Charles A. Reed— 1985 Pomerance Award for Scientific Contributions to Archaeology
Charles A. Reed, as an old friend and colleague recently mused, is a kind of scholar they don't make any more: the complete natural historian. On excavations in his native Oregon, as archaeozoologist on missions to the Near East and Turkey, and as director of the Yale Expedition to Nubia, Charles Reed has exemplified the spirit of interdisciplinary research, bringing the resources of biology and a generous measure of common sense to bear on archaeological problems.
His publications display at every turn the enormous diversity of his interest, skills, and training. An undergraduate degree in history and geography led via doctoral studies in zoology to university appointments in biology, zoology, anatomy, pharmacology and pharmacognosy, and most recently anthropology. Following service as Curator of Mammals and Reptiles at Yale's Peabody Museum (1961-1966) he moved to Chicago and soon assumed duties as the first head of the Department of Anthropology at the University of lllinois at Chicago, where he holds the rank of Professor Emeritus today.
The range of Charles Reed's publications is staggering: golden hamsters feed happily with australopithecines on his curriculum vitae. Among members of the AIA, he is best known for his pioneering contributions to the Iraq-Jarmo Project of the Oriental institute of the University of Chicago. It was at Jarmo that he shared in the development of the very model of the modern archaeozoologist. At a time when field archaeologists in the Near East considered their duty done when they had brought a few examples of animal bones back home for analysis in isolation from their cultural and ecological contexts, Reed chose instead to follow the diggers into their trenches, to organize the collection of bone and to control processing, and, most important, to interact decisively in establishing the goals of archaeological research and its design.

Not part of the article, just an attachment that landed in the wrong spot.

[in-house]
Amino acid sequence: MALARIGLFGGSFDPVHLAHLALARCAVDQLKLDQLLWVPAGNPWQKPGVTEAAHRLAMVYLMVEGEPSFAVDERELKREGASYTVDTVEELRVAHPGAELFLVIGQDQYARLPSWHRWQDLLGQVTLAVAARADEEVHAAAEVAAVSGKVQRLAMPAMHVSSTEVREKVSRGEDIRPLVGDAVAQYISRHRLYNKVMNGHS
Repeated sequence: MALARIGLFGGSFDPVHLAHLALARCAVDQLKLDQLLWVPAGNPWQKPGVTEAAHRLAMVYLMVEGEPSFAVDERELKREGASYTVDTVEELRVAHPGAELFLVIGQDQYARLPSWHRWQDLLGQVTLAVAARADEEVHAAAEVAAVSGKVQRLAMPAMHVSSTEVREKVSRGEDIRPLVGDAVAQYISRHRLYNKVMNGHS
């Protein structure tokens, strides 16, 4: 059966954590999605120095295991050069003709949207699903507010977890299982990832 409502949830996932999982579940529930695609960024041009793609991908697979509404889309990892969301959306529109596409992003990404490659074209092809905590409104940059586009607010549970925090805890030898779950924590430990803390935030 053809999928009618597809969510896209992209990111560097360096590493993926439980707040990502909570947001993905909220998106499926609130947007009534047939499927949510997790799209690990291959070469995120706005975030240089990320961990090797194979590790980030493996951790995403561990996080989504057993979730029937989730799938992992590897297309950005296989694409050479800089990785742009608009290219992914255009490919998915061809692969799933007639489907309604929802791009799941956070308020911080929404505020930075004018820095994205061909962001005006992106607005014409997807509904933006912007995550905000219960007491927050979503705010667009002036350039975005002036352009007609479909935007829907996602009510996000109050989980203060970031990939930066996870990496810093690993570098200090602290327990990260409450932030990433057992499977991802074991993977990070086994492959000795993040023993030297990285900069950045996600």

Charles Reed's method of research was comparative from the beginning. He built a corpus of modern species; he interviewed hunters on their butchery practices; he examined the behavior of animals in their natural habitats; and in ·spare moments he raised turtles in the excavation bathtub and penned poetry. Early in his tenure at Jarmo, Reed rejected the commonly held assumption that sheep and goats found at Neolithic sites were obviously by definition domestic and, with this adventuresome step, opened the doors to years of fruitful research ahead. He himself noted that an animal was judged "domestic" either on the basis of "identifications made by local laborers ... or upon the archaeologist's intuitive feeling as to where the site should be placed on a chronological chart ... " The search for objective criteria for distinguishing wild from domestic species led him to consider still more complex issues: environmental reconstruction, problems of sampling and recovery, animal ethnology, and ultimately the motivations for: the adoption of an agricultural life.
Friends and students of Charles A. Reed know him also as a man of irrepressible spirit and bountiful good will, and most deserving of this award which we bestow on him today. Always eager to share his vast knowledge and experience with a younger generation of archaeologists, he continues to evidence in his publications today the same breadth and scope that have always given him that special interdisciplinary perspective. Nor has he retreated from the still lively debates nurtured under his tutelage. The Origins of Agriculture (1977) and Prehistoric Archaeology along the Zagros Flanks (1983) will remain required reading for many years to come.